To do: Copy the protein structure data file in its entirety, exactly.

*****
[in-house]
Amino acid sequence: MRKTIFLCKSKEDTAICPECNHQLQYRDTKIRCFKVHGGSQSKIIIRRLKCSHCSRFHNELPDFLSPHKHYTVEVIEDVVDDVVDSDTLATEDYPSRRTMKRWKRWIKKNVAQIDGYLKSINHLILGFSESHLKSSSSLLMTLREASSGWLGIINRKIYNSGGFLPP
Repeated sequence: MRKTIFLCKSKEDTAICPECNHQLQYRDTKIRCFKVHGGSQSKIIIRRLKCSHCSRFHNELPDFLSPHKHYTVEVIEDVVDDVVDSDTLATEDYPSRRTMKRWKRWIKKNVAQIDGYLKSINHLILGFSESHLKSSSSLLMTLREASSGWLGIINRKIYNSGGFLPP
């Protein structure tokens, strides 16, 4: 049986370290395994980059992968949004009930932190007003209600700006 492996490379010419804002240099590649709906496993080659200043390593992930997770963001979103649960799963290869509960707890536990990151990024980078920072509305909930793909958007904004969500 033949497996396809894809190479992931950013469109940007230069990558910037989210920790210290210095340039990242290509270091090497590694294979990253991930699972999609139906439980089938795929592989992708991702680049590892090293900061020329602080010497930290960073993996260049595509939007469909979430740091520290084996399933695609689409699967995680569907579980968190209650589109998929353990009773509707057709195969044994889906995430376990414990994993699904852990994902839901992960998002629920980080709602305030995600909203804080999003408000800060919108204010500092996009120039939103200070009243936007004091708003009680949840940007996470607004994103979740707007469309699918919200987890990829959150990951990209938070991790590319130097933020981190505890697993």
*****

[in-house]
Amino acid sequence: MRKTIFLCKSKEDTAICPECNHQLQYRDTKIRCFKVHGGSQSKIIIRRLKCSHCSRFHNELPDFLSPHKHYTVEVIEDVVDDVVDSDTLATEDYPSRRTMKRWKRWIKKNVAQIDGYLKSINHLILGFSESHLKSSSSLLMTLREASSGWLGIINRKIYNSGGFLPP
Repeated sequence: MRKTIFLCKSKEDTAICPECNHQLQYRDTKIRCFKVHGGSQSKIIIRRLKCSHCSRFHNELPDFLSPHKHYTVEVIEDVVDDVVDSDTLATEDYPSRRTMKRWKRWIKKNVAQIDGYLKSINHLILGFSESHLKSSSSLLMTLREASSGWLGIINRKIYNSGGFLPP
């Protein structure tokens, strides 16, 4: 049986370290395994980059992968949004009930932190007003209600700006 492996490379010419804002240099590649709906496993080659200043390593992930997770963001979103649960799963290869509960707890536990990151990024980078920072509305909930793909958007904004969500 033949497996396809894809190479992931950013469109940007230069990558910037989210920790210290210095340039990242290509270091090497590694294979990253991930699972999609139906439980089938795929592989992708991702680049590892090293900061020329602080010497930290960073993996260049595509939007469909979430740091520290084996399933695609689409699967995680569907579980968190209650589109998929353990009773509707057709195969044994889906995430376990414990994993699904852990994902839901992960998002629920980080709602305030995600909203804080999003408000800060919108204010500092996009120039939103200070009243936007004091708003009680949840940007996470607004994103979740707007469309699918919200987890990829959150990951990209938070991790590319130097933020981190505890697993």